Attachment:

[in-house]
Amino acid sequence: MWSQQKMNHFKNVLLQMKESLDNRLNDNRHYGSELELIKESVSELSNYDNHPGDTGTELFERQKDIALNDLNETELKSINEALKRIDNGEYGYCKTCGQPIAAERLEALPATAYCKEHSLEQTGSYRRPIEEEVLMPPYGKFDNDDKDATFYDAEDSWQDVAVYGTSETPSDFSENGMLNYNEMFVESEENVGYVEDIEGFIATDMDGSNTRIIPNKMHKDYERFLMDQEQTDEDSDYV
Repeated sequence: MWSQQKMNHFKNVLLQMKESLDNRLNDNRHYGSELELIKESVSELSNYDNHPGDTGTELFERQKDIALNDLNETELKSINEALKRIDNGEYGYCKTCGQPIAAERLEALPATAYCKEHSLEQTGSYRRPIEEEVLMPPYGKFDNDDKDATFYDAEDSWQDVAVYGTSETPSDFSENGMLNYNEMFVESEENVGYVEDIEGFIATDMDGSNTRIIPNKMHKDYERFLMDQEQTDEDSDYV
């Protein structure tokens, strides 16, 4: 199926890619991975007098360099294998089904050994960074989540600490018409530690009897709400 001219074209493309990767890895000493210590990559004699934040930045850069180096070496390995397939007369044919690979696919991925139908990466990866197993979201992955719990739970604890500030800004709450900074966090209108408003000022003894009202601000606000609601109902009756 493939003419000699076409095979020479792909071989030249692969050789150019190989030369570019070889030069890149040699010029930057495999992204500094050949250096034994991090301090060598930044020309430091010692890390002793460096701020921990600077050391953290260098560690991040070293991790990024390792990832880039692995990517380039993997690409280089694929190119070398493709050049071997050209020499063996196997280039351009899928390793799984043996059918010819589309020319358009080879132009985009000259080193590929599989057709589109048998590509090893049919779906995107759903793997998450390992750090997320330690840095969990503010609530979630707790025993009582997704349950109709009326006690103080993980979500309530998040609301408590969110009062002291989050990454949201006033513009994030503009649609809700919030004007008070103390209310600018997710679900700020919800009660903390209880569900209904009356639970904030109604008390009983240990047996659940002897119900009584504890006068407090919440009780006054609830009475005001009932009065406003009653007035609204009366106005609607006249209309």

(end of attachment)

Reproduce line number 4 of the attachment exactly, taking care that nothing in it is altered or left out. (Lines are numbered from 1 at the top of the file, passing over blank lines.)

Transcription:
């Protein structure tokens, strides 16, 4: 199926890619991975007098360099294998089904050994960074989540600490018409530690009897709400 001219074209493309990767890895000493210590990559004699934040930045850069180096070496390995397939007369044919690979696919991925139908990466990866197993979201992955719990739970604890500030800004709450900074966090209108408003000022003894009202601000606000609601109902009756 493939003419000699076409095979020479792909071989030249692969050789150019190989030369570019070889030069890149040699010029930057495999992204500094050949250096034994991090301090060598930044020309430091010692890390002793460096701020921990600077050391953290260098560690991040070293991790990024390792990832880039692995990517380039993997690409280089694929190119070398493709050049071997050209020499063996196997280039351009899928390793799984043996059918010819589309020319358009080879132009985009000259080193590929599989057709589109048998590509090893049919779906995107759903793997998450390992750090997320330690840095969990503010609530979630707790025993009582997704349950109709009326006690103080993980979500309530998040609301408590969110009062002291989050990454949201006033513009994030503009649609809700919030004007008070103390209310600018997710679900700020919800009660903390209880569900209904009356639970904030109604008390009983240990047996659940002897119900009584504890006068407090919440009780006054609830009475005001009932009065406003009653007035609204009366106005609607006249209309």